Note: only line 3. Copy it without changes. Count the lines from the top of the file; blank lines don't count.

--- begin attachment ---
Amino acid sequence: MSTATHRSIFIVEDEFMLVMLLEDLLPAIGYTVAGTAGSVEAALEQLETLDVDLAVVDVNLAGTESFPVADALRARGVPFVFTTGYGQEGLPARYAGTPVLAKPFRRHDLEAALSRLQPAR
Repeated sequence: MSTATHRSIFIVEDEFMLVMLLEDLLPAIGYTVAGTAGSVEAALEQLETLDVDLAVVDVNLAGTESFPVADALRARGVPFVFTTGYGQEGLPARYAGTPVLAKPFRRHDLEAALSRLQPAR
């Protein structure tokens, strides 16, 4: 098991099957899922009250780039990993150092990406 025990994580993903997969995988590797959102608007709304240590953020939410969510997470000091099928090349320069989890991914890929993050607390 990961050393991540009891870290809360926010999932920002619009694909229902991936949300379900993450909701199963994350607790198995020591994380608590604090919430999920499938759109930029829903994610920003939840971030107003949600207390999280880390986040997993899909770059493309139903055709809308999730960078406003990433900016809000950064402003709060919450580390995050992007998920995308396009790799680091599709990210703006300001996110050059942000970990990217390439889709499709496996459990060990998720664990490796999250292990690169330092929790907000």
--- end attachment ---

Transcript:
């Protein structure tokens, strides 16, 4: 098991099957899922009250780039990993150092990406 025990994580993903997969995988590797959102608007709304240590953020939410969510997470000091099928090349320069989890991914890929993050607390 990961050393991540009891870290809360926010999932920002619009694909229902991936949300379900993450909701199963994350607790198995020591994380608590604090919430999920499938759109930029829903994610920003939840971030107003949600207390999280880390986040997993899909770059493309139903055709809308999730960078406003990433900016809000950064402003709060919450580390995050992007998920995308396009790799680091599709990210703006300001996110050059942000970990990217390439889709499709496996459990060990998720664990490796999250292990690169330092929790907000």